State Sen. Andy Dinniman and fellow members of the Senate Democratic Policy Committee will conduct a public hearing Wednesday in West Chester to search for ways to help college towns cope with the costs of dealing with out-of-control drinkers.
The goal of the hearing, Dinniman said last week, is to "hear some solutions" to how to pay for increased police protection in towns such as West Chester, State College and Bloomsburg where bar-goers, not all of them students, have been known to have one or two or three drinks too many.
The hearing is scheduled to run from 4 to 5:45 p.m. in Courtroom No. 1 of the Chester County Courthouse in West Chester.
Dinniman said that although the hearing was being conducted by an all-Democratic group, there was bipartisan support in the Senate for efforts to deal with the problem.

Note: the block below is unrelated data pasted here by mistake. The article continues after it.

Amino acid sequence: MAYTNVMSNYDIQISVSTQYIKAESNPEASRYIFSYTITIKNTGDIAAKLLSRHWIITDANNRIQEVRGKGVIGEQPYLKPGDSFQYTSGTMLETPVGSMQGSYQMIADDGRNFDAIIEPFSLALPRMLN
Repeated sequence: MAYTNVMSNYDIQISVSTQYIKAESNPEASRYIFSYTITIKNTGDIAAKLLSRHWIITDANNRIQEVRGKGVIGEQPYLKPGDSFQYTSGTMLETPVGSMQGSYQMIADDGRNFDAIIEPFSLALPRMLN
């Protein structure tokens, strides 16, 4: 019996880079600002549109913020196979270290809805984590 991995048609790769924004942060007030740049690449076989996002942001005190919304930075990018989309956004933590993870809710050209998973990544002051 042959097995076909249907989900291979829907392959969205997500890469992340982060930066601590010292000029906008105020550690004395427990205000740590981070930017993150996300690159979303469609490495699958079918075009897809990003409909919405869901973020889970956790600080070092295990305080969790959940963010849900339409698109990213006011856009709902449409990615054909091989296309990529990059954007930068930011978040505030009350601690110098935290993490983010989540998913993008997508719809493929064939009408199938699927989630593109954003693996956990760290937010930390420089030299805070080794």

West Chester officials and police have long complained about the cost of dealing with late-night drunks, and say that more police are needed - police that the town says it can't afford.
Dinniman said that among the possible ways to help towns pay for increased police protection are letting them tax drinks in bars and restaurants, as Philadelphia does, or imposing a flat tax on bars and other places that serve alcohol.
Other possibilities, he said, would be requiring colleges to pay an impact fee to their towns. The state also could divert sales-tax funds from drink sales that currently go to the state police to enforce liquor laws, and giving the money to local police departments for the same purpose.
Among those expected to testify at the hearing, Dinniman said, are Madeleine Adler, president of West Chester University; H. Paul Fitzpatrick, president of the borough council; borough police chief Scott Bohn; and P.J. Stapleton of the state Liquor Control Board.
Also expected are representatives of local bars and restaurants and the university's student government.
The senator said that while someone not on the schedule might be able to show up and testify, that seemed a long shot given that the whole session is going to last only an hour and 45 minutes.
For more information about the hearing, call Dinniman's office at 610-692-2112 or e-mail email@example.com.
- Bill Raftery